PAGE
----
We all need loyalty in our lives — that innate desire to have a friend or loved who will be there for us no matter what. And in cinema, this type of devoted friendship is often found in stories about a boy and his dog. From Old Yeller to My Dog Skip, a genuine bond is formed between a child and their four-legged co-star that isn’t always possible between two humans, and somehow finds a way to play the heartstrings in a way that even the hardest of men become blubbering children. Max is the latest of these films to hit theaters, and with its quiet release comes a honored tribute to the brave dogs trained for military service, adding a level of heroism and complexity that goes beyond the normal boy and his dog storyline. (And yes, I am aware there are girl and her dog stories (Because of Winn-Dixie) and men and their dog stories (Marley & Me), but let’s face it, the genre is predominantly young males… it’s just how it is.)
Max is an amalgamation of the hundreds of dogs trained to sniff out bombs and weapons in hostile territories such as Iraq and Afghanistan that, like many soldiers themselves, acquire a form of PTSD upon their return home. He also represents the dedication these dogs have to their jobs as well as the kinship they share with their handlers — soldiers who form bonds with the dogs that build the trust needed when out in the field. At one point in the film, we get to see footage of Max being entrusted to his handler, Kyle Wincott (Robbie Amell). It’s in these short sequences that we get to see the respect the soldiers and dogs have for one another, giving us better insight as to why a a soldier would risk his life for the dog and vice-versa. It’s this type of risk that becomes the inciting incident for the film. When Max becomes caught in the cross-fire during a routine scouting mission, Kyle’s first instinct to protect Max gets him killed in the crossfire. Since trying to pair an older dog with a new handler is far too risky, Max’s service is terminated, sending him back home where he needs to start a new life away from everything he’s ever known. To keep him from being put down (or locked up for the rest of his life), Kyle’s family chooses to adopt Max in honor of their son’s heroic service.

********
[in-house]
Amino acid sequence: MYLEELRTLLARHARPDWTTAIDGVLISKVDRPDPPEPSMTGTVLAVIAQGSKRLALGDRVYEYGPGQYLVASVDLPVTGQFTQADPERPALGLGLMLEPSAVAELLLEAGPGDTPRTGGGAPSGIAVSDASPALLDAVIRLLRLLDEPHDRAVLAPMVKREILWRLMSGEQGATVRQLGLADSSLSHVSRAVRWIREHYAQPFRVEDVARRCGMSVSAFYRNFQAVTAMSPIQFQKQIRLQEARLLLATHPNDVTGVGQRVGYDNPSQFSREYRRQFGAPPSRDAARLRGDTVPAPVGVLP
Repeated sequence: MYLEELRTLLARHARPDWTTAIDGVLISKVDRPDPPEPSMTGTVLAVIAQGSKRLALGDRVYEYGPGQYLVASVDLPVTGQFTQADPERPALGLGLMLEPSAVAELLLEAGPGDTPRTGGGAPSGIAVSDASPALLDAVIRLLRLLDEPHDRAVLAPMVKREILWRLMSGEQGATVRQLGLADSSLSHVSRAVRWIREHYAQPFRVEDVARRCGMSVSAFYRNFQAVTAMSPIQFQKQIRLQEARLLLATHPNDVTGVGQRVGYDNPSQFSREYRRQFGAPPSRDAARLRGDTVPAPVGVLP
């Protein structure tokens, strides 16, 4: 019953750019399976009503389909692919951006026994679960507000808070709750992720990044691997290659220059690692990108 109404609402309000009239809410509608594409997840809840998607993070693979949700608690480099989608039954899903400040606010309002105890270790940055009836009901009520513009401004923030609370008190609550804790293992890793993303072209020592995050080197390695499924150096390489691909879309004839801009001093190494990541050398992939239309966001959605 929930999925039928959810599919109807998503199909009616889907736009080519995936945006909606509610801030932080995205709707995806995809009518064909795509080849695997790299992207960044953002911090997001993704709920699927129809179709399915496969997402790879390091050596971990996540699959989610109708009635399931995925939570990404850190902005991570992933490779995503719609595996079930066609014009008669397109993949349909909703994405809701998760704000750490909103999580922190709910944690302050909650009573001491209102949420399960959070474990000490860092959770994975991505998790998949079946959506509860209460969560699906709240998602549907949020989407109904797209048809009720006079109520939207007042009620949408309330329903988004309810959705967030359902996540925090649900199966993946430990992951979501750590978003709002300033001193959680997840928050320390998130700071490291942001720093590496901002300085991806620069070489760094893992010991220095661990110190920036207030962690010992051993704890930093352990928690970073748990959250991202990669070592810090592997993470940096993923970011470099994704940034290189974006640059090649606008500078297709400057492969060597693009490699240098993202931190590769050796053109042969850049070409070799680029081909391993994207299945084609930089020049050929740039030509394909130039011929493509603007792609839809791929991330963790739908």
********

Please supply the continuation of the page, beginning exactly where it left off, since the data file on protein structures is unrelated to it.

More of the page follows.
Max is quickly introduced to Kyle’s younger brother, Justin (Josh Wiggins), who right from the jump is an unintentional enigma. We’re never really privy to the reasons behind the distant nature of his relationship to either his parents (Thomas Haden Church and Lauren Graham) or his brother, so I was never quite sure where he was coming from in order to connect with him and his journey throughout the film. We never get to see what the relationship between Justin and Kyle was like before Kyle enlisted, subduing the emotional subtext needed to enhance the bond Justin makes with Max. Not only that, but director Boaz Yakin skirts any real attempt at the impact Kyle’s death has on the family. Max is supposed to be the driving force that allows the family to heal, but other than a very brief moment when Kyle’s family learns of his death, and an even shorter moment at the funeral, there isn’t much about Kyle’s death that changes anything in the dynamics of the family. Sadly, Kyle’s death does nothing but trigger Max’s arrival.